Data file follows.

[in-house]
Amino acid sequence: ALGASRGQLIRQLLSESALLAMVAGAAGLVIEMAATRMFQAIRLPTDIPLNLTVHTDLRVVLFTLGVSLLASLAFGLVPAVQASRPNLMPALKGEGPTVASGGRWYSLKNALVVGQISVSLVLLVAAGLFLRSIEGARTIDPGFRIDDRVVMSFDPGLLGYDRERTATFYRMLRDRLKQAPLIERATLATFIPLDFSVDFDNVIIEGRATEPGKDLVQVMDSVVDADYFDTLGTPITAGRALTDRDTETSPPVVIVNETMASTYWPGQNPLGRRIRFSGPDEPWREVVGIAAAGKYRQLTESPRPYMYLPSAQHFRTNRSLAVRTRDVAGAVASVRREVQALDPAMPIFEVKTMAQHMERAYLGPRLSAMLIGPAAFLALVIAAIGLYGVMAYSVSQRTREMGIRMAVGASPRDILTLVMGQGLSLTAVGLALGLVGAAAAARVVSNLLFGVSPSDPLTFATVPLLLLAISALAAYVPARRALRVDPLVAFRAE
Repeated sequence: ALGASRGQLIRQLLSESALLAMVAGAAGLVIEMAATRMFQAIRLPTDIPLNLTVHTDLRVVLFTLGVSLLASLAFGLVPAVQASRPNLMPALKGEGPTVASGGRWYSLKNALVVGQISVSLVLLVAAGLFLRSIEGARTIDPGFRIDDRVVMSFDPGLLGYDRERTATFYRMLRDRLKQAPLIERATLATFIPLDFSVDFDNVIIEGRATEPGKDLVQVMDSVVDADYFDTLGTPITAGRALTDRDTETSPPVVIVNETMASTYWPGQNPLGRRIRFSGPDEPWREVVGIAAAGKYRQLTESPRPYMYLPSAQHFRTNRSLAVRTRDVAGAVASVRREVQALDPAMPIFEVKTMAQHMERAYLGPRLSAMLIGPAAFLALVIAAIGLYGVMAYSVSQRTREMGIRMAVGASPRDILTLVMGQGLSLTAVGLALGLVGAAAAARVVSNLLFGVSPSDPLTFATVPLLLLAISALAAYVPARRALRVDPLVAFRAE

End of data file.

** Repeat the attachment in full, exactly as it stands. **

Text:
[in-house]
Amino acid sequence: ALGASRGQLIRQLLSESALLAMVAGAAGLVIEMAATRMFQAIRLPTDIPLNLTVHTDLRVVLFTLGVSLLASLAFGLVPAVQASRPNLMPALKGEGPTVASGGRWYSLKNALVVGQISVSLVLLVAAGLFLRSIEGARTIDPGFRIDDRVVMSFDPGLLGYDRERTATFYRMLRDRLKQAPLIERATLATFIPLDFSVDFDNVIIEGRATEPGKDLVQVMDSVVDADYFDTLGTPITAGRALTDRDTETSPPVVIVNETMASTYWPGQNPLGRRIRFSGPDEPWREVVGIAAAGKYRQLTESPRPYMYLPSAQHFRTNRSLAVRTRDVAGAVASVRREVQALDPAMPIFEVKTMAQHMERAYLGPRLSAMLIGPAAFLALVIAAIGLYGVMAYSVSQRTREMGIRMAVGASPRDILTLVMGQGLSLTAVGLALGLVGAAAAARVVSNLLFGVSPSDPLTFATVPLLLLAISALAAYVPARRALRVDPLVAFRAE
Repeated sequence: ALGASRGQLIRQLLSESALLAMVAGAAGLVIEMAATRMFQAIRLPTDIPLNLTVHTDLRVVLFTLGVSLLASLAFGLVPAVQASRPNLMPALKGEGPTVASGGRWYSLKNALVVGQISVSLVLLVAAGLFLRSIEGARTIDPGFRIDDRVVMSFDPGLLGYDRERTATFYRMLRDRLKQAPLIERATLATFIPLDFSVDFDNVIIEGRATEPGKDLVQVMDSVVDADYFDTLGTPITAGRALTDRDTETSPPVVIVNETMASTYWPGQNPLGRRIRFSGPDEPWREVVGIAAAGKYRQLTESPRPYMYLPSAQHFRTNRSLAVRTRDVAGAVASVRREVQALDPAMPIFEVKTMAQHMERAYLGPRLSAMLIGPAAFLALVIAAIGLYGVMAYSVSQRTREMGIRMAVGASPRDILTLVMGQGLSLTAVGLALGLVGAAAAARVVSNLLFGVSPSDPLTFATVPLLLLAISALAAYVPARRALRVDPLVAFRAE